10 Things to Know for Thursday


Your daily look at late-breaking news, upcoming events and the stories that will be talked about Thursday:

1. WHAT ORLANDO GUNMAN WAS DOING DURING HIS FINAL HOURS

Omar Mateen apparently made a series of Facebook posts in which he raged against the “filthy ways of the west.” That’s according to a Senate committee.

2. SECURITY INDUSTRY GETS SCRUTINY

Mateen’s job as a security guard raises questions about how applicants are screened.

3. WHY THERE’S A FILIBUSTER IN CONGRESS

Democratic Sen. Chris Murphy says he’ll stay on the Senate floor to force a vote on gun control legislation.

4. WHO IS ENTERING UNCHARTED TERRITORY

Donald Trump’s accusation that President Barack Obama is prioritizing U.S. enemies over Americans only complicates life for Republican officials struggling with whether to fully embrace their presumptive nominee.

5. WHERE A GHASTLY SEARCH HAS ENDED

The body of a 2-year-old Nebraska boy, who was snatched off a Walt Disney World beach by an alligator and dragged underwater, is recovered.

6. EGYPT SAYS IT HAS SPOTTED PLANE’S RUINS

Inspectors say they have images of the wreckage of the EgyptAir plane that was flying from Paris to Cairo before crashing into the Mediterranean last month, killing all 66 people on board.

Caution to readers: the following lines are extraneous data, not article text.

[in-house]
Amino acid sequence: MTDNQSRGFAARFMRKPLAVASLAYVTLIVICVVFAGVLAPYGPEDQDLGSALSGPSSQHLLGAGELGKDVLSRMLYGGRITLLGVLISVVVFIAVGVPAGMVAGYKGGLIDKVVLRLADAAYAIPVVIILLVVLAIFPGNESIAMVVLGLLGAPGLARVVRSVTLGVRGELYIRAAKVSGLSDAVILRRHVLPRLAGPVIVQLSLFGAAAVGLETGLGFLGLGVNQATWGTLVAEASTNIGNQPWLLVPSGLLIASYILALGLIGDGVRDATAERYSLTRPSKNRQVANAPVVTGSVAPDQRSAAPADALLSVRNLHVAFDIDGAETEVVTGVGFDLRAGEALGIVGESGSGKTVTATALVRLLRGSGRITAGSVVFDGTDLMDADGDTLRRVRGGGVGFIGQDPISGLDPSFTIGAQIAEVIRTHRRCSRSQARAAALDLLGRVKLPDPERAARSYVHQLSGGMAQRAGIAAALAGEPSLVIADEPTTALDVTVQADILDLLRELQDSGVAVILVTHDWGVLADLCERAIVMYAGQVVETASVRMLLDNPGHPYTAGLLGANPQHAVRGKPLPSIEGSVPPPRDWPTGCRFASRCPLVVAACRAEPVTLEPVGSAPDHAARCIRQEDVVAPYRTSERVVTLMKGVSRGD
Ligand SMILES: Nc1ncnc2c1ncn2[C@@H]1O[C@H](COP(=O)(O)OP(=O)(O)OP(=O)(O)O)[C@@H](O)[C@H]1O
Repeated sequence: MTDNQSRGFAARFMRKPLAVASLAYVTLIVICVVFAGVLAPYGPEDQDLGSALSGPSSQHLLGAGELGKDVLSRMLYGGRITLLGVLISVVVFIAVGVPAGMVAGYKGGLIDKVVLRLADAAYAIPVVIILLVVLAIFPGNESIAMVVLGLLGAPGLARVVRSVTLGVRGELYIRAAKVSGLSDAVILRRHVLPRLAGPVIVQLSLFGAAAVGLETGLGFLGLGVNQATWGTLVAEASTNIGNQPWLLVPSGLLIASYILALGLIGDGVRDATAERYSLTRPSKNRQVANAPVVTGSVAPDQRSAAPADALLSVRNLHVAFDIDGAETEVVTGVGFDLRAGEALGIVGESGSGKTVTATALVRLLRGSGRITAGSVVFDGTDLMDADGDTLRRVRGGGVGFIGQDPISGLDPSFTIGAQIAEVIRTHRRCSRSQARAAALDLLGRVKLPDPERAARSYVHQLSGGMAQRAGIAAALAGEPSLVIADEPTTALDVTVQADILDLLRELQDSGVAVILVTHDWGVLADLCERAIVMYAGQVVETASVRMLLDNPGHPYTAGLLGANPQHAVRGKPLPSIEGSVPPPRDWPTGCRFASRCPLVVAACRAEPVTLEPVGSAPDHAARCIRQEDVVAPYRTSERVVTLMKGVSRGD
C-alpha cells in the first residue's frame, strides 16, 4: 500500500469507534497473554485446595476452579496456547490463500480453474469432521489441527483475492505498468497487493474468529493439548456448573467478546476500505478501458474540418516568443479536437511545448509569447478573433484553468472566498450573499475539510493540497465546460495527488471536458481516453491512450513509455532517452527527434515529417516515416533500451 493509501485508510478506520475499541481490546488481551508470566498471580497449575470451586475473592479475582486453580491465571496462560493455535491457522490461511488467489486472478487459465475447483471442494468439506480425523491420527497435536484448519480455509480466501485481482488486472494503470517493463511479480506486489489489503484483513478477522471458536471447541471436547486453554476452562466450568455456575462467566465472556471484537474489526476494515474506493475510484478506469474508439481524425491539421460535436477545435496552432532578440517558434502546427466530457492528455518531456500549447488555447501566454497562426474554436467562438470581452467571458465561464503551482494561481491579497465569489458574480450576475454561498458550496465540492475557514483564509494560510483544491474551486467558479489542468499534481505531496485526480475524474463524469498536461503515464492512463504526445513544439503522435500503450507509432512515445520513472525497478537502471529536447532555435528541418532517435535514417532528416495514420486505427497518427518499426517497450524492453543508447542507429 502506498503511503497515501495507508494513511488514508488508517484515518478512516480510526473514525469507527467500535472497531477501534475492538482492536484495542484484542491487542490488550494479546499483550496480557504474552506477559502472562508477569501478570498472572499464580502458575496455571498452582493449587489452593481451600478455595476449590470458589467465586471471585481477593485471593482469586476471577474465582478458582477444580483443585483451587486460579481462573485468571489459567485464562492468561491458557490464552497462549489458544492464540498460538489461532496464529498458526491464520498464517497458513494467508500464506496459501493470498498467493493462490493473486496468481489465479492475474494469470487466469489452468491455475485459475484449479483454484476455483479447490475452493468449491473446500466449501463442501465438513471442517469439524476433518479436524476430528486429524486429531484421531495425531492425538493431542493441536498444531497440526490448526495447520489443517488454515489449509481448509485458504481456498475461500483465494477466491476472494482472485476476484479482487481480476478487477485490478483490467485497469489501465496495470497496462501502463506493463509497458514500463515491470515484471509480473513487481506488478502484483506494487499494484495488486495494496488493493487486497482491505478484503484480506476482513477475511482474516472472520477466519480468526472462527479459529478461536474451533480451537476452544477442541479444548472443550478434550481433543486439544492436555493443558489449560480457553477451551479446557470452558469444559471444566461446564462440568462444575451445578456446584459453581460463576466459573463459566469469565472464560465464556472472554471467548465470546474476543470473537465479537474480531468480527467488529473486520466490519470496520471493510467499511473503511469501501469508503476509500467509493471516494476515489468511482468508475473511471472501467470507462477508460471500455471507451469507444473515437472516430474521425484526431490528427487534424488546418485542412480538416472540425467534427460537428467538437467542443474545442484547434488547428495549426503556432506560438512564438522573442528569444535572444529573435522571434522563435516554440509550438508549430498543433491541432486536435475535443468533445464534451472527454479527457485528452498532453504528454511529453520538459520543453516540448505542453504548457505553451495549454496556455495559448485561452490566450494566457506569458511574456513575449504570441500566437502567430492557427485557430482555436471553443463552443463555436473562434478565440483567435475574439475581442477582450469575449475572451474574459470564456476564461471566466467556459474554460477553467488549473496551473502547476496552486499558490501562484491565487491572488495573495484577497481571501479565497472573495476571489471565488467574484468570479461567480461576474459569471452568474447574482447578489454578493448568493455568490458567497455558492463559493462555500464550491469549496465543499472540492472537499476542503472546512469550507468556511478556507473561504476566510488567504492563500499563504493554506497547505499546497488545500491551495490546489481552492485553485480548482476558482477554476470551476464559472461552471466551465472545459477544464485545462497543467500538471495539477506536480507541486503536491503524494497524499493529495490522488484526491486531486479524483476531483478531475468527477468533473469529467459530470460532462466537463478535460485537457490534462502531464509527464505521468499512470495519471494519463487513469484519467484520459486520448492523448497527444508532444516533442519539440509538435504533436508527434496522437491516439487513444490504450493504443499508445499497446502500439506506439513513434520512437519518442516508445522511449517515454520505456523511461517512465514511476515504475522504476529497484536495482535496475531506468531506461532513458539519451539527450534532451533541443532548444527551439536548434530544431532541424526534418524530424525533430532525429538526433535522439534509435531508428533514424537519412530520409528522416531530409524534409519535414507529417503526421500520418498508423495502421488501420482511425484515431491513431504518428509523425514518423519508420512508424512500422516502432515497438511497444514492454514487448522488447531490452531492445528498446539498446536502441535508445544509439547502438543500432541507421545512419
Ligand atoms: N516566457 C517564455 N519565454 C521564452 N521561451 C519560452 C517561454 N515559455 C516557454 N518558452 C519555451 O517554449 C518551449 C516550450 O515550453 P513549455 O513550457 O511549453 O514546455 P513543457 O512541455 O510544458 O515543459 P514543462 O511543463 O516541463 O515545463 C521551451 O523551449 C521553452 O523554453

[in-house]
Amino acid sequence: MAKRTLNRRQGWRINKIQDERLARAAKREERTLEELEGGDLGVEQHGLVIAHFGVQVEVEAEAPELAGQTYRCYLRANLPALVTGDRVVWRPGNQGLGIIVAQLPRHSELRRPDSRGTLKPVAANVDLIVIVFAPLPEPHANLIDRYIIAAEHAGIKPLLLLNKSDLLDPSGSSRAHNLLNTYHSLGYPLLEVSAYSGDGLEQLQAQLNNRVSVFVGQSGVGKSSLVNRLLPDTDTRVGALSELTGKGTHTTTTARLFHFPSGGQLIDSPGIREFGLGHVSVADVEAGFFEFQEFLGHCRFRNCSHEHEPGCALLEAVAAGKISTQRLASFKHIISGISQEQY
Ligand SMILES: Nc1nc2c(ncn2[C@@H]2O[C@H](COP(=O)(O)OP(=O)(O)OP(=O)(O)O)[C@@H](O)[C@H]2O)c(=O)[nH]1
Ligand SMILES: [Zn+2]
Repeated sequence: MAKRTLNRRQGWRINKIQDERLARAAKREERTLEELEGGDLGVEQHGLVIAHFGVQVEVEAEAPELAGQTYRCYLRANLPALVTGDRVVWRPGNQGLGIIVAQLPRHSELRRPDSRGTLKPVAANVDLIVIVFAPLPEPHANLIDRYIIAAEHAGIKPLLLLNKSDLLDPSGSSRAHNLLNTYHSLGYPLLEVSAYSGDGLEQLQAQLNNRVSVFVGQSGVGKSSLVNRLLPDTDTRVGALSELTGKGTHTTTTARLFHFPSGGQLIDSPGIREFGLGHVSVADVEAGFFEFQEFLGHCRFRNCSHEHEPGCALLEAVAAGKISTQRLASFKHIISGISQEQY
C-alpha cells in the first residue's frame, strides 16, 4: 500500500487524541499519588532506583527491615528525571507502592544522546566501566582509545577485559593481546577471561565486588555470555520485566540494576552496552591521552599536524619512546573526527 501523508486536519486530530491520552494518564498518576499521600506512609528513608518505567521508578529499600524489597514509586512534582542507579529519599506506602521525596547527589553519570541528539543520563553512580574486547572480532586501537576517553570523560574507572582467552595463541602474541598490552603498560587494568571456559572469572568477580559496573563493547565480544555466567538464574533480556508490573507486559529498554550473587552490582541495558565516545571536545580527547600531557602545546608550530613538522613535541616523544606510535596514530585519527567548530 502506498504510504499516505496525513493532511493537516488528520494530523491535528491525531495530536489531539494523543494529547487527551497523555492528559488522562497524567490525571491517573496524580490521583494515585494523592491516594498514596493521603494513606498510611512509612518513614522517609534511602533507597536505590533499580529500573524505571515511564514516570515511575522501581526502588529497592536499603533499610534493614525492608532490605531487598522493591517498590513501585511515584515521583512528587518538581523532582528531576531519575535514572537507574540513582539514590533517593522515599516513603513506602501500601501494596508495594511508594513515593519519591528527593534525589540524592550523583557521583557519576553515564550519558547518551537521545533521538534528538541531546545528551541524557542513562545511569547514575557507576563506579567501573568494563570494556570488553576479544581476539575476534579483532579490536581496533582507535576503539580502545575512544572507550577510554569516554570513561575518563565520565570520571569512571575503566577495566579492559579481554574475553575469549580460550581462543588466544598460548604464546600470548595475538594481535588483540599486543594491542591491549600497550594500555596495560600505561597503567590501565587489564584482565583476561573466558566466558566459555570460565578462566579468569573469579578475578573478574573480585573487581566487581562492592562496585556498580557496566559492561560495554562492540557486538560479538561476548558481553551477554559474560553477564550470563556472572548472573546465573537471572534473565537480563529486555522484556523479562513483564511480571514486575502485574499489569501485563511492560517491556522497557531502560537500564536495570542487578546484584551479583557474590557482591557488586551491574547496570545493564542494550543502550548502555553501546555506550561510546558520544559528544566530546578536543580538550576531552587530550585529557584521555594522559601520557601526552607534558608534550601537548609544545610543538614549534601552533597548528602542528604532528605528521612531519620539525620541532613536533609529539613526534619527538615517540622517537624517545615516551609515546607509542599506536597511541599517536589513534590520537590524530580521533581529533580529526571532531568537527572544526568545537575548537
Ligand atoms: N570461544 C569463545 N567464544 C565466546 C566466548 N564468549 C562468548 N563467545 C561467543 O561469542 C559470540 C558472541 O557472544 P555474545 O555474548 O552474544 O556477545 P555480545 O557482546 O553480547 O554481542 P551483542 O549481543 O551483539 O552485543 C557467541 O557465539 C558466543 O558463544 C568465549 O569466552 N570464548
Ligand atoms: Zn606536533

7. STUDY APPEARS TO CONFIRM ZIKA’S GREATEST RISK TO INFANTS COMES EARLY IN PREGNANCY

Pregnant women infected later had babies with no apparent birth defects.

8. SOUTH AFRICA MARKS 40 YEARS SINCE SOWETO UPRISING

The deadly shooting of black students during protests against the harsh separation of races known as apartheid changed the country, but a deep and uncomfortable separation remains.

9. SCIENTISTS HEAR THE SOUND OF EINSTEIN’S PREDICTION COMING TO LIFE

Astronomers detect the echoes of more crashing black holes — a second gravitational wave from the warp in the fabric in the cosmos, which Albert Einstein predicted a century ago in his theory of general relativity.

10. COFFEE KICKS CANCER

Java has been struck from the list of possible cancer-causing agents, but the World Health Organization warns that drinking any “very hot” beverage could be risky.